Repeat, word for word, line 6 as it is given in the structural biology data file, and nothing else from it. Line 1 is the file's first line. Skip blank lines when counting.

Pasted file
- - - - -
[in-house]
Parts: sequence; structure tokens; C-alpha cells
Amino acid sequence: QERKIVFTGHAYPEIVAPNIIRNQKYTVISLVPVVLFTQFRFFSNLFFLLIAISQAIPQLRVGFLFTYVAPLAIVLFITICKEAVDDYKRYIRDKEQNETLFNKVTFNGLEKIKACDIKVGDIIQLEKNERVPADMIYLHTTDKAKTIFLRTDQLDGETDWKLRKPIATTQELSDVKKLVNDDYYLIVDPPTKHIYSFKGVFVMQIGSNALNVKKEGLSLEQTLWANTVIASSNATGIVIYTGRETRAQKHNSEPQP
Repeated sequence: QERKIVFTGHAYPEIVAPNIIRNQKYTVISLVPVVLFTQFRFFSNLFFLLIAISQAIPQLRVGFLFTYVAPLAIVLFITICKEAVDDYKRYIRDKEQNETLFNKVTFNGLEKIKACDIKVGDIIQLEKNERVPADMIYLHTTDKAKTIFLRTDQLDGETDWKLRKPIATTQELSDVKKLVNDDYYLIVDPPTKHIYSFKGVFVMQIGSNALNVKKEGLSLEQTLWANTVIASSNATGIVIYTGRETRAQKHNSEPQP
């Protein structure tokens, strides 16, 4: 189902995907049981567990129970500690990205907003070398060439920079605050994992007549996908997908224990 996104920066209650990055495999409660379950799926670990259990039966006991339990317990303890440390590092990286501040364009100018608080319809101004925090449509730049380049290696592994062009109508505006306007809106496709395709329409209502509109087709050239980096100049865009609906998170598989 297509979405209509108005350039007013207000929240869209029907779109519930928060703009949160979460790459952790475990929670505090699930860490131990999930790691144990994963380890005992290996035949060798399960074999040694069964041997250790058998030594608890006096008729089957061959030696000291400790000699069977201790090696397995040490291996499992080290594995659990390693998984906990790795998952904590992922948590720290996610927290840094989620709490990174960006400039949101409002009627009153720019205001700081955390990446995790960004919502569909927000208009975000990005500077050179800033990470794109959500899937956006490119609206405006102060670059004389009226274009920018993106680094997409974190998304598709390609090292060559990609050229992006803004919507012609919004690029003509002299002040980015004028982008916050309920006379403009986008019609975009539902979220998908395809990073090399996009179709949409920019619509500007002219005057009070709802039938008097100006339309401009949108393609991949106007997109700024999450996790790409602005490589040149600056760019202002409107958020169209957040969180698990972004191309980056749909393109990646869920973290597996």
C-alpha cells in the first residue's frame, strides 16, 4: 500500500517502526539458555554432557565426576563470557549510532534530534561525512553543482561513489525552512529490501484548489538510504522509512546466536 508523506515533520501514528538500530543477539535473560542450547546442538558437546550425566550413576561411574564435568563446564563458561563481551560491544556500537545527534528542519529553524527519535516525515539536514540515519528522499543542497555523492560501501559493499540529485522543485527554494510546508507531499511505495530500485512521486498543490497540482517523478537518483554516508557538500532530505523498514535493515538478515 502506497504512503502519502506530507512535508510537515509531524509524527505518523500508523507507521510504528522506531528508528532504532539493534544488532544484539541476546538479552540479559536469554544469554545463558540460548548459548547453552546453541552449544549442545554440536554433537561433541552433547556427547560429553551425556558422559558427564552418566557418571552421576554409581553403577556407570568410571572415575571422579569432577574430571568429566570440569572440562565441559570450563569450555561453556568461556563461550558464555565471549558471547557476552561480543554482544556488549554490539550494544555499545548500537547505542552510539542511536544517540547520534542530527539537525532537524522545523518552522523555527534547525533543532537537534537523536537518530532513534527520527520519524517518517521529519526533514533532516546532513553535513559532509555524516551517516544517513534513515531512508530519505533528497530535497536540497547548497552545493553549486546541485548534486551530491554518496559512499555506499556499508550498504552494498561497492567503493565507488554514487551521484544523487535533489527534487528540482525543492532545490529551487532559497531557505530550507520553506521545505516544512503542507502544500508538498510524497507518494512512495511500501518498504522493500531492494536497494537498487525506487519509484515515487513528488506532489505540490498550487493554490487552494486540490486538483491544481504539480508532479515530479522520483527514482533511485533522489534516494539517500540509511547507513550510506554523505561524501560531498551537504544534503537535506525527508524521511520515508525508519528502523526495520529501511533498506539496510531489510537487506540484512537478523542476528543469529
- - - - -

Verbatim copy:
C-alpha cells in the first residue's frame, strides 16, 4: 500500500517502526539458555554432557565426576563470557549510532534530534561525512553543482561513489525552512529490501484548489538510504522509512546466536 508523506515533520501514528538500530543477539535473560542450547546442538558437546550425566550413576561411574564435568563446564563458561563481551560491544556500537545527534528542519529553524527519535516525515539536514540515519528522499543542497555523492560501501559493499540529485522543485527554494510546508507531499511505495530500485512521486498543490497540482517523478537518483554516508557538500532530505523498514535493515538478515 502506497504512503502519502506530507512535508510537515509531524509524527505518523500508523507507521510504528522506531528508528532504532539493534544488532544484539541476546538479552540479559536469554544469554545463558540460548548459548547453552546453541552449544549442545554440536554433537561433541552433547556427547560429553551425556558422559558427564552418566557418571552421576554409581553403577556407570568410571572415575571422579569432577574430571568429566570440569572440562565441559570450563569450555561453556568461556563461550558464555565471549558471547557476552561480543554482544556488549554490539550494544555499545548500537547505542552510539542511536544517540547520534542530527539537525532537524522545523518552522523555527534547525533543532537537534537523536537518530532513534527520527520519524517518517521529519526533514533532516546532513553535513559532509555524516551517516544517513534513515531512508530519505533528497530535497536540497547548497552545493553549486546541485548534486551530491554518496559512499555506499556499508550498504552494498561497492567503493565507488554514487551521484544523487535533489527534487528540482525543492532545490529551487532559497531557505530550507520553506521545505516544512503542507502544500508538498510524497507518494512512495511500501518498504522493500531492494536497494537498487525506487519509484515515487513528488506532489505540490498550487493554490487552494486540490486538483491544481504539480508532479515530479522520483527514482533511485533522489534516494539517500540509511547507513550510506554523505561524501560531498551537504544534503537535506525527508524521511520515508525508519528502523526495520529501511533498506539496510531489510537487506540484512537478523542476528543469529